“There’s a lot of talent in this city and not a lot of spaces to retain that talent,” says Brian Tryon, an instructor at Community Prep, an alternative high school. The Garfield Art Gallery, founded by Tryon in March, is a way to accommodate our growing art community.

The space exhibited artwork by Glory Badges Tattoo founder Maria Fetterhoff; paintings by Kevin Shinelikar Persaud; and more recently, urban landscapes by Jon Francis. In June, the gallery presents The Up and Comers, works by students from Community Prep and Fountain-Fort Carson High School. All artwork is for sale and 25% of proceeds will go to Community Prep’s art program.

The exhibit is dominated by photography (Tryon teaches photography), but also includes sketches and paintings, some tackling complex social issues. At the opening reception on June 3, there will be a special screening of Sweeping Chimneys. Makaiah Solanki and Luca Pollara are the students behind what Tryon calls “a visually stunning short film.”

Tryon describes the traditional school system as a broken system – one in which all students are expected to learn the same way, at the same pace, often in overcrowded classrooms. Community Prep offers new ways to succeed, he says. And while art tends to take a back seat at most schools, it’s something he continues to prioritize.

“The degree is great, says Tryon, but there is a lot of creativity in our students and I want to challenge them and [encourage] their creativity. Help them become part of something that is tangible, that they can make a career out of, that they can make a hobby out of, that they can just learn different aspects of.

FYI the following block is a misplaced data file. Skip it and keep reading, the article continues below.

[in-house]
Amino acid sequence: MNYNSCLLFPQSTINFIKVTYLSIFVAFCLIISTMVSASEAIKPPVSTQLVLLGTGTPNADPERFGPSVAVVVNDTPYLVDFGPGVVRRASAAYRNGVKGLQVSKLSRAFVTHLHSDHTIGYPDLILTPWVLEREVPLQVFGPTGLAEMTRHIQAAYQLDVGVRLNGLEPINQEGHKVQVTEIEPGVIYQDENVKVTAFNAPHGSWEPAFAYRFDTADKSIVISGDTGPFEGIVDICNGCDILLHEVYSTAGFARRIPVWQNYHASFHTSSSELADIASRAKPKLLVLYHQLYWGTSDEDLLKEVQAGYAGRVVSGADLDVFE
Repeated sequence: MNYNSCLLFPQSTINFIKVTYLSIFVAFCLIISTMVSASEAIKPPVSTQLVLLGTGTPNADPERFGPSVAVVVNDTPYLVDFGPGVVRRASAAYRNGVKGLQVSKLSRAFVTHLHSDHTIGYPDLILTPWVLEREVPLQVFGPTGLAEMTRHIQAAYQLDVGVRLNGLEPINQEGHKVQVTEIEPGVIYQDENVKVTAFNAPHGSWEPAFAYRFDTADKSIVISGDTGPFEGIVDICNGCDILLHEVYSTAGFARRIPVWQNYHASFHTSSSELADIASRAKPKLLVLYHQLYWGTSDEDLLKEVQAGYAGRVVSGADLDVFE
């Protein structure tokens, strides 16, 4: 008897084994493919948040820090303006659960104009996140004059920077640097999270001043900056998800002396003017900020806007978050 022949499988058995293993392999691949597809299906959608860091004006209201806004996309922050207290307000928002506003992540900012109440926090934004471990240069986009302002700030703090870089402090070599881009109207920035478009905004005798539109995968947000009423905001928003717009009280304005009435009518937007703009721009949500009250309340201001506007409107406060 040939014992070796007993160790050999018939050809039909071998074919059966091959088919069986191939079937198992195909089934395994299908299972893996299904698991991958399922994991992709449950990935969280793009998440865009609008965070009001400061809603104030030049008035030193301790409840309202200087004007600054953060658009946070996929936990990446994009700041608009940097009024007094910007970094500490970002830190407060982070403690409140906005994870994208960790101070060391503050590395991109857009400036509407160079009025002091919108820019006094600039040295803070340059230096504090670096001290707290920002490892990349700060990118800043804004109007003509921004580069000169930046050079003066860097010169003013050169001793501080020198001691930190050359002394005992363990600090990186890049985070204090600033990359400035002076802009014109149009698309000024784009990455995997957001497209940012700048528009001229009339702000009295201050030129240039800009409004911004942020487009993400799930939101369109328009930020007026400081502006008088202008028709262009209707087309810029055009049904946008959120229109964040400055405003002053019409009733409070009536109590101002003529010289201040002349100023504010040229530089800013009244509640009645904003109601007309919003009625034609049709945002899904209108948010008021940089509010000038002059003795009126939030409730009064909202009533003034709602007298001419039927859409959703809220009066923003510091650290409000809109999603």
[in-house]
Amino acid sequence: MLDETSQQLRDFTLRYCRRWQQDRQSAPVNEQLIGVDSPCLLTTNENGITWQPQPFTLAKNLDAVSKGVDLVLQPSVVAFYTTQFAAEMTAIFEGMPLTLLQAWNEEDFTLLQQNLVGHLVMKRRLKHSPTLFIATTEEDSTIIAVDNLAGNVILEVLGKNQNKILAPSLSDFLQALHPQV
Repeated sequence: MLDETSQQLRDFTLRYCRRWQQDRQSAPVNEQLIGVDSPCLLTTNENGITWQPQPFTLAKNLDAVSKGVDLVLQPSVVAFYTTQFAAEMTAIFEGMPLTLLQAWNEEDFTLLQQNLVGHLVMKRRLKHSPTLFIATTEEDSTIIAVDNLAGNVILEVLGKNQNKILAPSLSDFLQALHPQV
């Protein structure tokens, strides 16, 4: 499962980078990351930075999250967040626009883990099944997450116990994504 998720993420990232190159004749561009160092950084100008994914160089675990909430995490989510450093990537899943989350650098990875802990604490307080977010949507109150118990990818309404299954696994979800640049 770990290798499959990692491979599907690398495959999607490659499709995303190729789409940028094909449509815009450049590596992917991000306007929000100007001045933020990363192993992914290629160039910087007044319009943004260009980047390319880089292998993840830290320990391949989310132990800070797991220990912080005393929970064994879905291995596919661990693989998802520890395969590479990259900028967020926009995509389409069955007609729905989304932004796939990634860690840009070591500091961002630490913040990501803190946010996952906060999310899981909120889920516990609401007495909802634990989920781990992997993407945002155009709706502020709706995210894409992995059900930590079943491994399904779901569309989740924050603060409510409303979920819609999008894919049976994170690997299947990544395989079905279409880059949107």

Many Tryon students are very anxious people. The ability to express themselves through art, and then share that work with the community, helps them approach it in a healthy way. Here, art is not just a medium for conversation and connection, but a medium for healing and growing.

We can’t just reduce The Up and Comers to a “student art exhibit,” says Tryon. They are local artists who, like everyone else, deserve to be seen and heard. Our young people have a lot to say and a lot to offer, he said. “Young vision and young art and young creativity…that’s where it’s at.”


Ivywild Movie Night: Grease

“Tell me about it, man. Admission is free, but donations are appreciated. (And free popcorn for everyone in costume!) Thursday, June 2, 7 p.m. Ivywild School Auditorium1604 S. Cascade Ave.

Street Art Treasure Hunt

The Art on the Streets 2022 exhibit is finally here, and the Downtown Partnership is hosting a passport guided scavenger hunt. It’s completely free (suggested donation of $10), but pre-registration is required (for these prizes and giveaways, of course). Downtown on Friday June 3, from 5 p.m. to 8 p.m. centre-villecs.com/event/aots-hunt. You can’t do it? Join the downtown walking tour the next day, June 4, from 10-11 a.m. It begins at the Wild Goose Meeting House and guides you through the city’s newest public art exhibit. Arrive early to enjoy a free coffee drink, which is included in the price of admission ($10).

Sheep shearing day

At the time, El Paso County had the largest sheep population in Colorado (which produced, believe it or not, over 500,000 pounds of fleece). This weekend, Rock Ledge Ranch organizes its annual demonstrations of sheep shearing and sheepdog handling. Get your tickets ($3 to $8) at the door. Saturday, June 4, 10 a.m. to 5 p.m. at Rock Ledge Ranch Historic Site, 3105 Gateway Road.

Enjoy the day outdoors

After two years of cancellations, Enjoy the day outdoors is officially back. The City of Colorado Springs Department of Parks, Recreation, and Cultural Services, Colorado Parks and Wildlife, and the Pikes Peak Outdoor Recreation Alliance bring you a (free) full day of cool outdoor activities: kayaking, paddleboarding, fishing , archery and more. Saturday, June 4, 9 a.m. to 3 p.m. at Prospect Lake in Memorial Park, 1605 E. Pikes Peak Ave.